Scarlett Johansson’s Black Widow Lawsuit Wasn’t The Only Time She Had To Restructure A Movie Payout

Making movies in the era of a global pandemic is a constantly moving target. Between the state of the actual pandemic and the various rules and regulations that vary throughout the world in regards to that pandemic, figuring out how to release a movie still has no easy answer. It even led to lawsuits when Scarlett Johansson filed a one against Disney following the release of Black Widow. Eventually a new deal was struck and the two sides came to terms, and it turns out something similar happened with the release of Sing 2 though without an actual lawsuit.

When Black Widow was released last summer, it was done as a dual release, with the movie opening in theaters and as a Premiere Access title on Disney+ at the same time. Eventually Scarlett Johansson sued due to the fact that a large portion of her compensation was tied up in the movie’s box office success, and the streaming release damaged those receipts. Universal likely wanted to avoid such issues, which is why they restructured the deals for the Sing 2 voice cast, despite the fact that the movie still got a dedicated theatrical release.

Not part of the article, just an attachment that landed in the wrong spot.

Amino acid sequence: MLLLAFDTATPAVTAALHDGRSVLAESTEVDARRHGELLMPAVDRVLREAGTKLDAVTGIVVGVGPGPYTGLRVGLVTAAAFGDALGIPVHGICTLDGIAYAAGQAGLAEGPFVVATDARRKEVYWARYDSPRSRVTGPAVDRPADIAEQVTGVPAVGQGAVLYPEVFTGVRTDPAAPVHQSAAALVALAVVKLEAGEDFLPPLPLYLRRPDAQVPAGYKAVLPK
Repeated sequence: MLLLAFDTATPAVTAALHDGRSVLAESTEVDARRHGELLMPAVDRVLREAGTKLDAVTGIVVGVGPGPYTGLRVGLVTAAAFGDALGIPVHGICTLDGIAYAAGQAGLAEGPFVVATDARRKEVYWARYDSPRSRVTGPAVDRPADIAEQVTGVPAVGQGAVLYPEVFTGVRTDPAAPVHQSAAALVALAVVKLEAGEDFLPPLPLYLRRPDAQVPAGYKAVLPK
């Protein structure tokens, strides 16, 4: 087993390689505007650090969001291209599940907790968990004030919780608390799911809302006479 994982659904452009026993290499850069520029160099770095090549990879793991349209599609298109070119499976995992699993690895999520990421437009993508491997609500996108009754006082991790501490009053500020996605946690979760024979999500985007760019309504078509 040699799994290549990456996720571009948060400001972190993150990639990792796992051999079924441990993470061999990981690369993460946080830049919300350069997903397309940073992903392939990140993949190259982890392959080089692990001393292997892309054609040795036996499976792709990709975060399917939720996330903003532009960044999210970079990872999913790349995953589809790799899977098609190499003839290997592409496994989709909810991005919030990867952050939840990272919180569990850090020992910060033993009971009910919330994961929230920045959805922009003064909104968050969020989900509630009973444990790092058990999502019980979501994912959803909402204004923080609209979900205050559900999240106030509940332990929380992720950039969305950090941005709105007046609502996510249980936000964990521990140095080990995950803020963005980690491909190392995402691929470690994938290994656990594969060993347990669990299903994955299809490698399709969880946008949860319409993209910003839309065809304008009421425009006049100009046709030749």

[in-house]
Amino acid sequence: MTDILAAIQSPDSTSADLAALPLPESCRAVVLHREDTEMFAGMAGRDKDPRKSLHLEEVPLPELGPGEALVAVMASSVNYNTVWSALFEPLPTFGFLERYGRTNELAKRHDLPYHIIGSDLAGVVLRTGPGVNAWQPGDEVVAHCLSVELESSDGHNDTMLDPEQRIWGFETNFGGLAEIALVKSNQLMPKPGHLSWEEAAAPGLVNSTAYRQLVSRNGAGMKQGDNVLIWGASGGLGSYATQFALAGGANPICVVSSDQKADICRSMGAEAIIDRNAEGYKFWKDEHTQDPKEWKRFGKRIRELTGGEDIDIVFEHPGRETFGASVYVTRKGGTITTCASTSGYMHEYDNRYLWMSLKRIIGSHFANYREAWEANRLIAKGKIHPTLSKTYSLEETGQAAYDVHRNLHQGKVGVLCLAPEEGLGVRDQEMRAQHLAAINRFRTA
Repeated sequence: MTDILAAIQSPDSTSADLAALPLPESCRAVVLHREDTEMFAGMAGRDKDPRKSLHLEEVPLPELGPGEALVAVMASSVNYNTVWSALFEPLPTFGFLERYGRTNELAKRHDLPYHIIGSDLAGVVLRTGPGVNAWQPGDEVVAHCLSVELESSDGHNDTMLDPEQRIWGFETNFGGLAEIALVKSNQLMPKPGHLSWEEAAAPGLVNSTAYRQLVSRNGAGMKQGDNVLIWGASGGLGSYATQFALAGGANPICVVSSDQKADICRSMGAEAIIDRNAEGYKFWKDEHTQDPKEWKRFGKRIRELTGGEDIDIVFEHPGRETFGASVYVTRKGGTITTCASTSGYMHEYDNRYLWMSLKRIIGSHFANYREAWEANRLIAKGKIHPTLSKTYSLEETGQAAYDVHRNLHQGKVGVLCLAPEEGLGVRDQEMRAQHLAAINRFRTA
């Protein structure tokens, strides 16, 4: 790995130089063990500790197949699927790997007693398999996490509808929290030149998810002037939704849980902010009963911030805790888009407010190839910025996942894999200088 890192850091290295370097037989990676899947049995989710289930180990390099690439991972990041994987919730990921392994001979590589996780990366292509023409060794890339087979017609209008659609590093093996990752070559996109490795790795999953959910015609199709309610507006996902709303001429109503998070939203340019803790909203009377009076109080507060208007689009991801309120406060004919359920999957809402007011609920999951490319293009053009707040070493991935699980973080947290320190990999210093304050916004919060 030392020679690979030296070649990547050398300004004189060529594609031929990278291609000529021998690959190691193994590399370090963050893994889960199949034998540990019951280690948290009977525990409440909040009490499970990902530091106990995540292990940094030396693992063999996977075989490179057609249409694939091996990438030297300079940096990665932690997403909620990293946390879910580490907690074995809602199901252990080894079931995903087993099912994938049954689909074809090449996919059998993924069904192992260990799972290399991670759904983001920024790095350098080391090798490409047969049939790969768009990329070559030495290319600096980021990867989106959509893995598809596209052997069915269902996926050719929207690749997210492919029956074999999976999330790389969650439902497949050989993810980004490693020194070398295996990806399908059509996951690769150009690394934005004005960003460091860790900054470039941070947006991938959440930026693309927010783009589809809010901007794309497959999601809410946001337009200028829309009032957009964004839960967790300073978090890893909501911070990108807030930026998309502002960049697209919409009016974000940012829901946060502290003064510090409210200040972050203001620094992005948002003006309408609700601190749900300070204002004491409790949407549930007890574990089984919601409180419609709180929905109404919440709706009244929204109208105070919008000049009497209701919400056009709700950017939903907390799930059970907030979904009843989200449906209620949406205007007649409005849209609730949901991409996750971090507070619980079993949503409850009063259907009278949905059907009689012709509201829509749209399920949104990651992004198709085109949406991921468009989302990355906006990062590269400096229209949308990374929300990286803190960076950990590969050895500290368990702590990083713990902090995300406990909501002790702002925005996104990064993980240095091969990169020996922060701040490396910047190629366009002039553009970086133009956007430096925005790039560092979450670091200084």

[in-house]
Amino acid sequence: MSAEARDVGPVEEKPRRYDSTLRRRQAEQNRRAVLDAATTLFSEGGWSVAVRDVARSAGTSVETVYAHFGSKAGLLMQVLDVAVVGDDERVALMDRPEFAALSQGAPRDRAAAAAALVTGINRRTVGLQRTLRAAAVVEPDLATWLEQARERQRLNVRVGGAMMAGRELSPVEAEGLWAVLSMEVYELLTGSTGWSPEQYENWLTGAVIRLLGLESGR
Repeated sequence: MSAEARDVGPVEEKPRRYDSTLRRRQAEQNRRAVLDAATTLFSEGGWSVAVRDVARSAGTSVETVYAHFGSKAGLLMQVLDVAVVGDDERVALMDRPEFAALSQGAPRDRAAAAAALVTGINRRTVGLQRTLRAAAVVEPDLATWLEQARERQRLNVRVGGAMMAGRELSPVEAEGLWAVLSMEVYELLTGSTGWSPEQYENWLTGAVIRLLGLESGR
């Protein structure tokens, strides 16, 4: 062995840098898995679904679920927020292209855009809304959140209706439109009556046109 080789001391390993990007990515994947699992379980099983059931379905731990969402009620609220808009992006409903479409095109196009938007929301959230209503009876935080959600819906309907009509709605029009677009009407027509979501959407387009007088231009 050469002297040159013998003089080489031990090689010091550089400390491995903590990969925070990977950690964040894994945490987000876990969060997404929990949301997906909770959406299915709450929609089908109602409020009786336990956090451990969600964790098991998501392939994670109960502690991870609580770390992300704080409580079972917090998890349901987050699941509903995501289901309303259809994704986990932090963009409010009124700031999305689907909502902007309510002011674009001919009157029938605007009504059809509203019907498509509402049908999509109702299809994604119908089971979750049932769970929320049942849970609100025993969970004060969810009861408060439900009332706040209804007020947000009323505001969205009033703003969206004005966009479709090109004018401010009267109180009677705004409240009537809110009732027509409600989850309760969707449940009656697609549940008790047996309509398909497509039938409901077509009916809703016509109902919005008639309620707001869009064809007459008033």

According to Puck, Universal Pictures, which distributed Sing 2, restructured the compensation packages for Sing 2’s voice cast, including Scarlett Johansson, Reese Witherspoon, and Matthew McConaughey. It’s something that, perhaps technically, didn’t even need to be done, since Sing 2 did get a standalone theatrical release, However, that exclusivity only lasted about 17 days. At that point the movie was released on  VOD platforms, although it was being made available at a $25 rental, which was a bit higher than comparable movies at the time.

A lot of film productions balance their books by offering stars and other major players a percentage of profits rather than a big fee up front. It’s a way to make sure that the talent deals don’t eat the entire film budget. Over the last two years we've seen several movies have to renegotiate the deals when movies either didn’t get a theatrical release at all, or had it alternated enough that the original deal no longer made sense. 

The Black Widow situation was an unusual one because, based on what was being said in the press, it seemed that there was little to no discussion before Black Widow’s release about restructuring the deal for Scarlett Johansson. This led the actress to file her lawsuit, which was eventually settled out of court.

Universal may simply have decided that making a new deal was better than running the risk of dealing with a potential lawsuit. Generally speaking, Disney didn’t end up looking great in that whole exchange.

And now the toothpaste is out of the tube and it's unclear if we’ll ever really go back to the old model. If nothing else, shortened theatrical windows do appear to now be the new normal. And if that does impact the box office, the people who relied on those numbers will need new deals. 

Dirk Libbey
Content Producer/Theme Park Beat

CinemaBlend’s resident theme park junkie and amateur Disney historian. Armchair Imagineer. Epcot Stan. Future Club 33 Member.